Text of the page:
Fences is a classic, not just as a Tony and Pulitzer Prize–winning play, the 1950s-set chapter in the late August Wilson’s monumental 10-play “The American Century Cycle,” one for each decade of the African American 20th century experience.
This Fences is a classic family drama, not just because it is the first feature film version from Wilson’s oeuvre, with a screenplay he himself adapted. (The Piano Lesson, Wilson’s 1930’s entry, was a superb, Emmy-nominated Hallmark Hall of Fame TV special in 1995.) The stellar adult cast perfected these same roles in a 2010 Tony-winning Broadway revival: Denzel Washington as voluble patriarch Troy Maxson, the bitter, ex-baseball player, ex-con, and ambitious sanitation worker; Viola Davis as his loving wife Rose, who he pushes past the limits of her patience; Stephen McKinley Henderson as his co-worker and disapproving best friend Jim Bono; Russell Hornsby as his estranged, jazz musician son Lyons; and Mykelti Williamson as his war-damaged, angelic brother Gabriel.
The fences here are in the actual Pittsburgh neighborhood where Wilson grew up and the play takes place. But the setting has now been opened up as Troy rides on the back of the sanitation truck and walks through the neighborhood with his pocket full of Friday night pay, his arms full of groceries and a fresh bottle of gin. While the play is restricted to the backyard, the film follows Rose into her warm and scrubbed domain inside the narrow, brick home, the type working-class families strived for when they worked in the factories, whose furnaces are seen spewing into the air. David Gropman’s production design is so filled with period detail—faithful to Charles “Teenie” Harris’s photographs of the area—that he’s getting overlooked in award season as viewers perhaps assume the (redeveloped) Hill District still looks this way.
The family tensions are specific to African American history and as universal as Shakespeare. While today’s Black History Month celebrates Jackie Robinson’s exceptionalism, graying Troy in 1957 nurses resentments. Though he, too, triumphed in the Negro Leagues, he just missed the opportunity to crossover, and he blocks his younger son Cory (Jovan Adepo, somewhat overpowered in his studio feature film debut) from even trying to get a football scholarship, no matter how much Rose tries to convince him. (“The white man ain’t gonna let him get nowhere with that football.”) Troy’s stubbornness helps him gain a promotion at work, but his monologues of frustration become more drunkenly domineering over his sons, wife, and friend as he seeks diversion elsewhere, with lasting repercussions.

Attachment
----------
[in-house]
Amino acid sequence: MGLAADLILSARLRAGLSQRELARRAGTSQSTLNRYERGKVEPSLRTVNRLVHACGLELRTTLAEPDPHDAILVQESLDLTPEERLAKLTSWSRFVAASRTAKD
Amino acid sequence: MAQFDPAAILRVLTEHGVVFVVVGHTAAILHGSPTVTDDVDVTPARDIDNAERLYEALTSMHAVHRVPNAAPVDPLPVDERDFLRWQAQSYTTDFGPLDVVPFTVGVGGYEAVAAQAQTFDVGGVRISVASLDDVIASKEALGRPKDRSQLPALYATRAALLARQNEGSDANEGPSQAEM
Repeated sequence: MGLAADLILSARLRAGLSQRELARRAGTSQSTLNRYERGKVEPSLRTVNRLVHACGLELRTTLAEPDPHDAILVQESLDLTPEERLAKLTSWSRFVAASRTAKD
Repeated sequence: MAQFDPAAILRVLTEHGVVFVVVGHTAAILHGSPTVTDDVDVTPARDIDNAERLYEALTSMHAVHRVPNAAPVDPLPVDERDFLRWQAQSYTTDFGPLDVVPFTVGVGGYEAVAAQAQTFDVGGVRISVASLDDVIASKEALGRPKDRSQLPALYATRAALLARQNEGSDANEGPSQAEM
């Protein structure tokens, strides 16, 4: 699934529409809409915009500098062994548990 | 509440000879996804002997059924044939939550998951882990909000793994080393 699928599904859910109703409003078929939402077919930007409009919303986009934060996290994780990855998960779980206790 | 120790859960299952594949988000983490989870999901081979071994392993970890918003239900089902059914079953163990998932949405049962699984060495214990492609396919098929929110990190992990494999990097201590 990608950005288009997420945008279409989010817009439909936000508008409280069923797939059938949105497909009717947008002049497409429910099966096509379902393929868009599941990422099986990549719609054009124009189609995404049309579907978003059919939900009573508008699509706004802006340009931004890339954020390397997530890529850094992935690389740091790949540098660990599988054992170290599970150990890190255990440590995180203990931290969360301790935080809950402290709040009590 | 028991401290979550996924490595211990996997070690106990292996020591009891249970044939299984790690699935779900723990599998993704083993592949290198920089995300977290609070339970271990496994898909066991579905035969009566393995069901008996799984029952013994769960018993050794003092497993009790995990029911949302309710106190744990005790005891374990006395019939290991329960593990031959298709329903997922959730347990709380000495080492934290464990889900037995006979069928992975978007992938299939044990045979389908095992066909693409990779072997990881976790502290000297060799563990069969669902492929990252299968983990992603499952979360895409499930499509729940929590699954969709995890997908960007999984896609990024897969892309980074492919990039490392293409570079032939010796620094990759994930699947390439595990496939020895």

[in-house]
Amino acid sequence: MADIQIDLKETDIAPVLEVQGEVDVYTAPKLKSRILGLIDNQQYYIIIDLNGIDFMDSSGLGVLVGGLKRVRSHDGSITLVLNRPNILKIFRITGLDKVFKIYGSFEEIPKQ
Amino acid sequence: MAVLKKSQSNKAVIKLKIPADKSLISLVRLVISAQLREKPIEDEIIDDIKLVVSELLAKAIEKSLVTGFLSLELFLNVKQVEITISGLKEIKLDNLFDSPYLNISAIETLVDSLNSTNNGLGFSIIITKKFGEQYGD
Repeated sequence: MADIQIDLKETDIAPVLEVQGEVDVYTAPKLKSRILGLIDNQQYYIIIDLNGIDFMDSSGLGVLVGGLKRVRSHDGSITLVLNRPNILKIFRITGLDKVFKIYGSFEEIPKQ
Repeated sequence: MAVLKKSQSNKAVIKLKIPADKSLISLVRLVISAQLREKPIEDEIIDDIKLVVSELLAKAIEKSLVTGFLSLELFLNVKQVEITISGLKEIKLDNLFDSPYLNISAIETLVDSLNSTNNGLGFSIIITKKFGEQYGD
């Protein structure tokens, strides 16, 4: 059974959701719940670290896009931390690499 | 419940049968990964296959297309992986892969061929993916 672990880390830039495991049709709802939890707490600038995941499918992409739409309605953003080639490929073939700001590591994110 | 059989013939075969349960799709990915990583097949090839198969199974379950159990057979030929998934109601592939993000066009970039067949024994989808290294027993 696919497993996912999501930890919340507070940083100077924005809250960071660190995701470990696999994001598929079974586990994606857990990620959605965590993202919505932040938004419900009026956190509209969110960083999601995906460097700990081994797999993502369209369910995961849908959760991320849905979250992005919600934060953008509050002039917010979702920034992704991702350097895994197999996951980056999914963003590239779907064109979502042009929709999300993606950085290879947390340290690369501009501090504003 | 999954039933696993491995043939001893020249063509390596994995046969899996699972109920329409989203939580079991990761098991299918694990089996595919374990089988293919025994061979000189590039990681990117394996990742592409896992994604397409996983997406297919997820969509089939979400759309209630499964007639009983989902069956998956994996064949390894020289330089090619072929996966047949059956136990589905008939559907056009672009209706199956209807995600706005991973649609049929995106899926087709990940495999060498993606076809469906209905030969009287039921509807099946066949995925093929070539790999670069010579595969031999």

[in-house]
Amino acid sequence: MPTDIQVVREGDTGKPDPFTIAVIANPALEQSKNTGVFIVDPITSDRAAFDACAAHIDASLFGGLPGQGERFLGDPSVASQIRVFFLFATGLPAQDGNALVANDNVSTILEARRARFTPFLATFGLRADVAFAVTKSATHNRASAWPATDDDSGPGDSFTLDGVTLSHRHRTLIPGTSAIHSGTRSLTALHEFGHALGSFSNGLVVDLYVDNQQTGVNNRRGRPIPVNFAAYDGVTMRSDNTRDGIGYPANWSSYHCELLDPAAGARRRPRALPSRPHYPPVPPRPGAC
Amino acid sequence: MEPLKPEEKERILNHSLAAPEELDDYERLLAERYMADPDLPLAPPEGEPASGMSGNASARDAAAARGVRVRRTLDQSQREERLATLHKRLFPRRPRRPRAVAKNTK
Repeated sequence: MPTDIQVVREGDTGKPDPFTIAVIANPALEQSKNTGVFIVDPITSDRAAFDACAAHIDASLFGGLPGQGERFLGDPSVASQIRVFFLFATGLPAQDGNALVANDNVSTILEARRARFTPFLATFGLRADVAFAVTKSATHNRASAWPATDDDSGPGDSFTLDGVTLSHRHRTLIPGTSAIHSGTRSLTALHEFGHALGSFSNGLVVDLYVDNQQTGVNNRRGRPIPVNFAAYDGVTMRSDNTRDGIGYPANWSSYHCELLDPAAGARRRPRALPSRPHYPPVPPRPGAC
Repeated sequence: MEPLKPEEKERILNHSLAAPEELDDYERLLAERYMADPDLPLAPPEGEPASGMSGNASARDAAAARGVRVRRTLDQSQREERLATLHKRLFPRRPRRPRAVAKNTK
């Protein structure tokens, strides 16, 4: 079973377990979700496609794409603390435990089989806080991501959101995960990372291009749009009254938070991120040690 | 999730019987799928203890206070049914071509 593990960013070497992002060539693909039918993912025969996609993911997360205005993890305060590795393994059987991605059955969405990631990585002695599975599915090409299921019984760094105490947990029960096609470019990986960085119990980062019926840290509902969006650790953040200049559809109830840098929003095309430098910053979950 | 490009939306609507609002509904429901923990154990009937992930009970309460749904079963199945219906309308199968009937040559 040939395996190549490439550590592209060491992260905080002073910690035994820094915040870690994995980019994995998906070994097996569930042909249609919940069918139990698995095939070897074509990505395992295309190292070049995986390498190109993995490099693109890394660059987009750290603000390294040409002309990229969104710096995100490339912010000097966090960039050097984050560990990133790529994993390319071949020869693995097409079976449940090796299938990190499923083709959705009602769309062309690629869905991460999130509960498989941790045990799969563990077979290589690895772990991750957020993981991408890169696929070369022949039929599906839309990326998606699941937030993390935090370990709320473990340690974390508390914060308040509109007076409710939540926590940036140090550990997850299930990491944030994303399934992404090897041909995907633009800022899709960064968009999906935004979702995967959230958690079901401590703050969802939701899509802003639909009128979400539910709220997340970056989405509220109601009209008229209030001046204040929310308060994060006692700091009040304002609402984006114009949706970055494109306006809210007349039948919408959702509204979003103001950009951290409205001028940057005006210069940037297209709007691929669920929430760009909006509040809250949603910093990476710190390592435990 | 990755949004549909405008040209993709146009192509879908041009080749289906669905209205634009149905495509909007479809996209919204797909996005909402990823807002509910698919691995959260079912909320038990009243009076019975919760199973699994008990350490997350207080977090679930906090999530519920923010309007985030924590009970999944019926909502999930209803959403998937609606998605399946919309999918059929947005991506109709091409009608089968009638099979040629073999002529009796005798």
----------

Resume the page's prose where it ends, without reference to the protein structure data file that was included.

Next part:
Washington’s direction, with intimate camerawork by Charlotte Bruus Christensen, makes each monologue, especially Troy’s, an interactive dialogue between him and the other characters, who bring the emotional context. The director’s fluidity with this classic, his third helming, recalls Laurence Olivier’s directing and starring in Shakespeare, with Washington showcasing the poetic, vernacular language, what frequent Wilson interpreter Henderson calls “blues iambic.” Davis’s solo declaration is as devastating as Rose is heartbreaking: “Don’t you think I ever wanted other things? Don’t you think I had dreams and hopes?” She is also utterly believable when Rose turns her heart inside out to find more love.
Fences whets our appetites for when the rest of Wilson’s plays can receive this deserved treatment, for the wider appreciation of a great playwright and the long-needed chance for more African American actors to indelibly commit such rich characters to multidimensional life.